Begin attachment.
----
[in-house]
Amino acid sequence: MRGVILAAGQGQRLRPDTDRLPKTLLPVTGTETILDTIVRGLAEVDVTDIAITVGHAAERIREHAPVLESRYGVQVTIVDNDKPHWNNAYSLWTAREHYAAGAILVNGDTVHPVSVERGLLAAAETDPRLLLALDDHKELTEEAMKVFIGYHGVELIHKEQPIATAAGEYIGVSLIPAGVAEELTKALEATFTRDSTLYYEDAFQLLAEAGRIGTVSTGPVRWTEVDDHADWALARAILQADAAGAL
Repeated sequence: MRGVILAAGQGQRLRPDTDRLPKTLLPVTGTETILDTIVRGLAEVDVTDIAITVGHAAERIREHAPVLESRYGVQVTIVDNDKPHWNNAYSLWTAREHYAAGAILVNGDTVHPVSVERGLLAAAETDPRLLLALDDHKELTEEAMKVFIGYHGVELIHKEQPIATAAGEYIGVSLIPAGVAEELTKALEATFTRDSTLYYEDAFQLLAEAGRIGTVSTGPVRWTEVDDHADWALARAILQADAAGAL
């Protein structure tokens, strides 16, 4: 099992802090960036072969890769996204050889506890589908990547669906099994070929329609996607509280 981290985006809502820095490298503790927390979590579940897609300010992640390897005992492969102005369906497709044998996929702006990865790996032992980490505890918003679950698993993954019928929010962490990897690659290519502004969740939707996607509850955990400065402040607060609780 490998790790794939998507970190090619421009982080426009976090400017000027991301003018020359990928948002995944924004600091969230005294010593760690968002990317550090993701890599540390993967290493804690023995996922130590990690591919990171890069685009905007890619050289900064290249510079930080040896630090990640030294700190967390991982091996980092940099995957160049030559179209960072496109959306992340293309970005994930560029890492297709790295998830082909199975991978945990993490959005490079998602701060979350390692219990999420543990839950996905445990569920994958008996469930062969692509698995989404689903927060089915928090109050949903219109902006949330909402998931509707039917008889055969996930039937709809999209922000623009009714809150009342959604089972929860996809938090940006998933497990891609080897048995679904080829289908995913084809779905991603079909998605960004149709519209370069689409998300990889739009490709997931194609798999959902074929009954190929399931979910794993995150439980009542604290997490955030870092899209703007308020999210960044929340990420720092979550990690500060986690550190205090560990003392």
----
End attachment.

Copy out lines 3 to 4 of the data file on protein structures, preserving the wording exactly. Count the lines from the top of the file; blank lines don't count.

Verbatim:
Repeated sequence: MRGVILAAGQGQRLRPDTDRLPKTLLPVTGTETILDTIVRGLAEVDVTDIAITVGHAAERIREHAPVLESRYGVQVTIVDNDKPHWNNAYSLWTAREHYAAGAILVNGDTVHPVSVERGLLAAAETDPRLLLALDDHKELTEEAMKVFIGYHGVELIHKEQPIATAAGEYIGVSLIPAGVAEELTKALEATFTRDSTLYYEDAFQLLAEAGRIGTVSTGPVRWTEVDDHADWALARAILQADAAGAL
């Protein structure tokens, strides 16, 4: 099992802090960036072969890769996204050889506890589908990547669906099994070929329609996607509280 981290985006809502820095490298503790927390979590579940897609300010992640390897005992492969102005369906497709044998996929702006990865790996032992980490505890918003679950698993993954019928929010962490990897690659290519502004969740939707996607509850955990400065402040607060609780 490998790790794939998507970190090619421009982080426009976090400017000027991301003018020359990928948002995944924004600091969230005294010593760690968002990317550090993701890599540390993967290493804690023995996922130590990690591919990171890069685009905007890619050289900064290249510079930080040896630090990640030294700190967390991982091996980092940099995957160049030559179209960072496109959306992340293309970005994930560029890492297709790295998830082909199975991978945990993490959005490079998602701060979350390692219990999420543990839950996905445990569920994958008996469930062969692509698995989404689903927060089915928090109050949903219109902006949330909402998931509707039917008889055969996930039937709809999209922000623009009714809150009342959604089972929860996809938090940006998933497990891609080897048995679904080829289908995913084809779905991603079909998605960004149709519209370069689409998300990889739009490709997931194609798999959902074929009954190929399931979910794993995150439980009542604290997490955030870092899209703007308020999210960044929340990420720092979550990690500060986690550190205090560990003392």